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el_chaquiste t1_j8o60pj wrote

First, those feelings are normal. Experts have them and if not, they'd be fools.

We are witnessing a transformation on the dynamics of knowledge and intellectual content generation like we have never seen, and it will be followed by similar transformations on the physical space of things, which is always the most difficult to do. Knowledge is tolerant to slight imperfections (e.g. an auto-generated essay with some small factual errors won't immediately kill someone), while robots working in the real world aren't (e.g. a self driving car can't make any mistake or it will crash).

Everything humans do that generates some knowledge will be disrupted. Graphic arts, movies and TV, architecture, science, literature, and yes, even software development, which seemed so far to be safe from disruption.

On the why we are pursuing this, it's complex, but I think it's because:

  • It's easy and it works. The technology to do this is surprisingly affordable nowadays.

  • We are free to do so. It can be done without any permission or regulation.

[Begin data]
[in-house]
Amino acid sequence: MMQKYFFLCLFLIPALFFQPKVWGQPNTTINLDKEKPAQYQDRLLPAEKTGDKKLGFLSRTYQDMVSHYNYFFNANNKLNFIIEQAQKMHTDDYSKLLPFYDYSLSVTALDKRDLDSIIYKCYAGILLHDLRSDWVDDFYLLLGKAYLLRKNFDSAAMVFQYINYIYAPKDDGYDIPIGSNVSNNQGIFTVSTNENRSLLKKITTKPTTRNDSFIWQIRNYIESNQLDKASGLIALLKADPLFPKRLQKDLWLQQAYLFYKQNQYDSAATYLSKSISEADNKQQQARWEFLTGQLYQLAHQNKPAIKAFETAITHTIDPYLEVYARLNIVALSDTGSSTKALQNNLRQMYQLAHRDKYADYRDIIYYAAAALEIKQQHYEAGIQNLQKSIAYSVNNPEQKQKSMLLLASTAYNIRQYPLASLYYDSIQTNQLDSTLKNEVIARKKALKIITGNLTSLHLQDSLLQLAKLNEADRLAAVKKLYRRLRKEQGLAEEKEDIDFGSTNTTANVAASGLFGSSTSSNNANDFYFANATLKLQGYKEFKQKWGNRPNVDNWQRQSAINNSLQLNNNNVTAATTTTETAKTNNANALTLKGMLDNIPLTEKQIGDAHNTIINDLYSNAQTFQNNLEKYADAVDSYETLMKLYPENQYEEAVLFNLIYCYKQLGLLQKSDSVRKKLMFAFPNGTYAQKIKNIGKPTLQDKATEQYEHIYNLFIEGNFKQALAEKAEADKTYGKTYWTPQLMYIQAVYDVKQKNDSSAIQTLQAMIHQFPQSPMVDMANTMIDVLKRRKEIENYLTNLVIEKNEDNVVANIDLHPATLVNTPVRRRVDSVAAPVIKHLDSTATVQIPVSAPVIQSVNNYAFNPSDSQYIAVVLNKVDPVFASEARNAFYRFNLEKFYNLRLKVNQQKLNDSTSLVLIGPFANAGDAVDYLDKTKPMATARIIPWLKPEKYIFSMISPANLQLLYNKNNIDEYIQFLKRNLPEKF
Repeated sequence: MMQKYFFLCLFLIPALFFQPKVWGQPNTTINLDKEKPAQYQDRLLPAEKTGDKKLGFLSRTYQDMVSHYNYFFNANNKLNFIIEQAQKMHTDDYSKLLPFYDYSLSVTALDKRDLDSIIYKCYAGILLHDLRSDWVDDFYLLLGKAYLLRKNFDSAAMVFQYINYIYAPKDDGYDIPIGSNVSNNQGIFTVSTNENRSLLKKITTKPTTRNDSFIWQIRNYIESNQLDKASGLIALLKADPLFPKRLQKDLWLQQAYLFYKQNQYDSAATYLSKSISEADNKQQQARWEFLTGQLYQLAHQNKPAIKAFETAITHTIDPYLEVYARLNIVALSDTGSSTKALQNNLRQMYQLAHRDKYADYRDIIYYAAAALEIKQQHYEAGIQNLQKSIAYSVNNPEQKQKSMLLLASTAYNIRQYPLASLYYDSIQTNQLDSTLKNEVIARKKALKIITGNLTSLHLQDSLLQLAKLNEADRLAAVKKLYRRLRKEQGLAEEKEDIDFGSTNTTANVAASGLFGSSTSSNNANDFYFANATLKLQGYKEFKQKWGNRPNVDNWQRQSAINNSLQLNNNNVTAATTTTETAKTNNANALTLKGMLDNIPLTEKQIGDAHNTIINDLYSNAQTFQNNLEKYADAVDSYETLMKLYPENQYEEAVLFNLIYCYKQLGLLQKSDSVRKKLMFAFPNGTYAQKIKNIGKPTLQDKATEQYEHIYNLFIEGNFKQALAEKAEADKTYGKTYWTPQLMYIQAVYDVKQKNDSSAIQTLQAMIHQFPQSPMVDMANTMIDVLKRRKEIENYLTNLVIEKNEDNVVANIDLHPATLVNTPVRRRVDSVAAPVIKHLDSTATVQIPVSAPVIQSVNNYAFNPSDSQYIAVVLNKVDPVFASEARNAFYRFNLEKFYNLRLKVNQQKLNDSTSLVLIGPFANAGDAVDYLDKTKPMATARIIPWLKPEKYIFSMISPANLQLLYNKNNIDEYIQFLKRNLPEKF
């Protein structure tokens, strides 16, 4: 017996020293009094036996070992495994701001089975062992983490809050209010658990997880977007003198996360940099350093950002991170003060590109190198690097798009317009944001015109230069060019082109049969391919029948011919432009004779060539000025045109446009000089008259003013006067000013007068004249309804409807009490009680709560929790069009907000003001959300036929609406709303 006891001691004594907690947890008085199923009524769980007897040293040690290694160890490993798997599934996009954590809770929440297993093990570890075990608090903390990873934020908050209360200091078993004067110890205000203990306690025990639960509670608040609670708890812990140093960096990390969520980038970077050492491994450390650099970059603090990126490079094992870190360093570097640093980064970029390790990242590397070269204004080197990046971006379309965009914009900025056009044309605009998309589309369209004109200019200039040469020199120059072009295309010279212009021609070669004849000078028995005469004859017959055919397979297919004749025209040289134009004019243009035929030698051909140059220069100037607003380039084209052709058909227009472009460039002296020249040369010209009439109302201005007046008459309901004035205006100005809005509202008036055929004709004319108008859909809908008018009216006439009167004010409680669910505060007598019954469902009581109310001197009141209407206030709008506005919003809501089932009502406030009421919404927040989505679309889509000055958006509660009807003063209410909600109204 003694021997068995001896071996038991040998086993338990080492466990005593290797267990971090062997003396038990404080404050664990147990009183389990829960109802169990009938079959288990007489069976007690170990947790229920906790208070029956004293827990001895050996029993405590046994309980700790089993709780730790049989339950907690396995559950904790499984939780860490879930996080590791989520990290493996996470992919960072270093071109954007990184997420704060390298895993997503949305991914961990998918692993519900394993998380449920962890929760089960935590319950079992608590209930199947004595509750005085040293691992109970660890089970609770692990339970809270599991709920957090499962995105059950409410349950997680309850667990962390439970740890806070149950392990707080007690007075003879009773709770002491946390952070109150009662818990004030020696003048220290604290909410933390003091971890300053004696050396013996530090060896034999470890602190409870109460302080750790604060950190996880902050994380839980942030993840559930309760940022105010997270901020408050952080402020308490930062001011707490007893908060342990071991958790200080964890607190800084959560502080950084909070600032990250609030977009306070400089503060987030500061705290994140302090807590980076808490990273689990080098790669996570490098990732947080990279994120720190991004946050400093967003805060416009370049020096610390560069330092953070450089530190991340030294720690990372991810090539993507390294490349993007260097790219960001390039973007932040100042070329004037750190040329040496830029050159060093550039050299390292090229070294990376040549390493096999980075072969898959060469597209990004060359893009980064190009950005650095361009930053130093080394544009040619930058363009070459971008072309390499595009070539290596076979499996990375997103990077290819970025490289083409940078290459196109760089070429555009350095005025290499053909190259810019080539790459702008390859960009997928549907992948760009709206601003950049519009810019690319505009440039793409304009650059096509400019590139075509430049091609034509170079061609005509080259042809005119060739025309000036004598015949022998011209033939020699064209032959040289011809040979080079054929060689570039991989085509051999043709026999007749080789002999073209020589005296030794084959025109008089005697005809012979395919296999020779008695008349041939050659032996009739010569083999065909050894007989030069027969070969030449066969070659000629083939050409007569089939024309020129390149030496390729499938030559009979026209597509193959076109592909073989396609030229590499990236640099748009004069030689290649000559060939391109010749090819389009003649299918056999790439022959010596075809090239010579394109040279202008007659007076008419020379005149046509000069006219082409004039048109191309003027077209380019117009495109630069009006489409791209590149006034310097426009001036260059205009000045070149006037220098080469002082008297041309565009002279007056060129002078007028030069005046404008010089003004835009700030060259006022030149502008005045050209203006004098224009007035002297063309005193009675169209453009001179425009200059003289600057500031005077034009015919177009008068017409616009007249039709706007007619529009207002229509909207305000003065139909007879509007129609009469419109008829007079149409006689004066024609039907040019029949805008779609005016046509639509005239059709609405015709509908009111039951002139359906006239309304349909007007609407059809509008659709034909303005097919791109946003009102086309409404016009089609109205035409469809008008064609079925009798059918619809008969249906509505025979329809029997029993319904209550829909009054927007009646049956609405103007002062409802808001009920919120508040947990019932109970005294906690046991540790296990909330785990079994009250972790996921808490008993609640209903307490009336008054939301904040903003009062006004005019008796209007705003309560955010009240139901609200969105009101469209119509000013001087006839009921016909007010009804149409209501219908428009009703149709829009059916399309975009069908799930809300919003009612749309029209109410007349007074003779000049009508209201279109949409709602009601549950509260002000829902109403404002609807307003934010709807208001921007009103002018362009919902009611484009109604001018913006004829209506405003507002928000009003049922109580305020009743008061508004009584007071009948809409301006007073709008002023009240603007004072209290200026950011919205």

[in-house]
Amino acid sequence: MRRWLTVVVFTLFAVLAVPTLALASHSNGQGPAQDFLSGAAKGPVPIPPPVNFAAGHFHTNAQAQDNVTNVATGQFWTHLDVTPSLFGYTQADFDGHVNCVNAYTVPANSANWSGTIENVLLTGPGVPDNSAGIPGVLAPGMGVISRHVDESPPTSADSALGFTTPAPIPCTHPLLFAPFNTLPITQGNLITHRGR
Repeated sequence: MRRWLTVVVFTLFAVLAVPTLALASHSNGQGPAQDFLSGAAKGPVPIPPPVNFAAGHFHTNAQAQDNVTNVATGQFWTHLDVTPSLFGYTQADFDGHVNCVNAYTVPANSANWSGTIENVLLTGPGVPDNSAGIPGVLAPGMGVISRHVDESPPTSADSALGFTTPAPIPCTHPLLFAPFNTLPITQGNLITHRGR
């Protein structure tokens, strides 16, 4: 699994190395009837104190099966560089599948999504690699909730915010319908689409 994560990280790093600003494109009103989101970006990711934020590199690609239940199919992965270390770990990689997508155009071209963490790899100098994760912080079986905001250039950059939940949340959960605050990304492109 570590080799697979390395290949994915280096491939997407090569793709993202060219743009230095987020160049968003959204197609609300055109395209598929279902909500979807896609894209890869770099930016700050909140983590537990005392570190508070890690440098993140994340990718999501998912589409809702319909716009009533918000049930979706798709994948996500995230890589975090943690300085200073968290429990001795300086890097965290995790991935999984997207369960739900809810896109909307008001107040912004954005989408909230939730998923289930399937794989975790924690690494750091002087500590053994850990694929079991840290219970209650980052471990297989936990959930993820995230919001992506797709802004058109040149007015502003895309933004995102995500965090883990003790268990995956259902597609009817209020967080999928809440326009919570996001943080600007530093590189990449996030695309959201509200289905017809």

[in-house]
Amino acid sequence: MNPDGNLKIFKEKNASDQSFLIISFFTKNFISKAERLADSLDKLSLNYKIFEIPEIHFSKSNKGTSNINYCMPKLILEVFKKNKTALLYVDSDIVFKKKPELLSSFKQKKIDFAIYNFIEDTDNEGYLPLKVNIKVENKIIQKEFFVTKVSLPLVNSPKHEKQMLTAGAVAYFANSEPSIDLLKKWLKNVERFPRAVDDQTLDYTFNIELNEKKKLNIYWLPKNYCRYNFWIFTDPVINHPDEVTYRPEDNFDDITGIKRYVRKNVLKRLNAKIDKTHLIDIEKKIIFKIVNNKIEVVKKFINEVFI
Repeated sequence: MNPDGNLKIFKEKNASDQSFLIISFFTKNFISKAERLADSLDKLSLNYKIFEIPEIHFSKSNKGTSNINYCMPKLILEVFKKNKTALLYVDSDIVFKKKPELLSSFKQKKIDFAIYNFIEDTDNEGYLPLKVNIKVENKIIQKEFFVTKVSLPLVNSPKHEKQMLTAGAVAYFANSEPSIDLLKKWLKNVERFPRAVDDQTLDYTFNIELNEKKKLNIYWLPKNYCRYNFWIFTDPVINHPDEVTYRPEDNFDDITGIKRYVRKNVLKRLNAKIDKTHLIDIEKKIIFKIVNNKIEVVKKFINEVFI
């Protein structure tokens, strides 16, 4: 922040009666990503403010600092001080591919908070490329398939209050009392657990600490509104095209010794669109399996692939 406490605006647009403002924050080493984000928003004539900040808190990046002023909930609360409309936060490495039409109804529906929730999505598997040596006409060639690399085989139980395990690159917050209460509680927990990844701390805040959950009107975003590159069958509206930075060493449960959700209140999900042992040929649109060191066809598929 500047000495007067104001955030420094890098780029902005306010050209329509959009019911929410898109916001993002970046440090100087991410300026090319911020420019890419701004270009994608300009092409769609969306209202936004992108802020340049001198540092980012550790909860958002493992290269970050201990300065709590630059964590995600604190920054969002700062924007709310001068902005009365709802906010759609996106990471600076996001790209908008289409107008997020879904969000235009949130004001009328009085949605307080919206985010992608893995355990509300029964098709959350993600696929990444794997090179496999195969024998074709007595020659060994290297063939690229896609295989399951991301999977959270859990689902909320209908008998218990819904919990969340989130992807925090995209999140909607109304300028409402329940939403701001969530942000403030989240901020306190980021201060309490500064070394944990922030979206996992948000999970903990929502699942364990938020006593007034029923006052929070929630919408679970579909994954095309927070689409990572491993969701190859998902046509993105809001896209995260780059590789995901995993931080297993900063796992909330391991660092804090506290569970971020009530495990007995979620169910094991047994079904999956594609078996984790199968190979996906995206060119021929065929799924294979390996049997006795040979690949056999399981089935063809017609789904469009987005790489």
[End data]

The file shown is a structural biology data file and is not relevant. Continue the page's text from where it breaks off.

• It provides good return of investment to those knowing how to exploit it.

  • We haven't seen all the ramifications yet, the kind of problems that might require reviewing the legality of it all. But the historical precedent is bad: we always act after the fact.


wastedtime32 OP t1_j8p0egt wrote

I understand what you’re saying. But I just don’t have faith in governing bodies to properly regulate it (bc of them being corrupted by the corporations who have a vested interest in dis-regulation) and I also know that in these unprecedented circumstances, there will be oversights and negative externalities that could likely be devastating.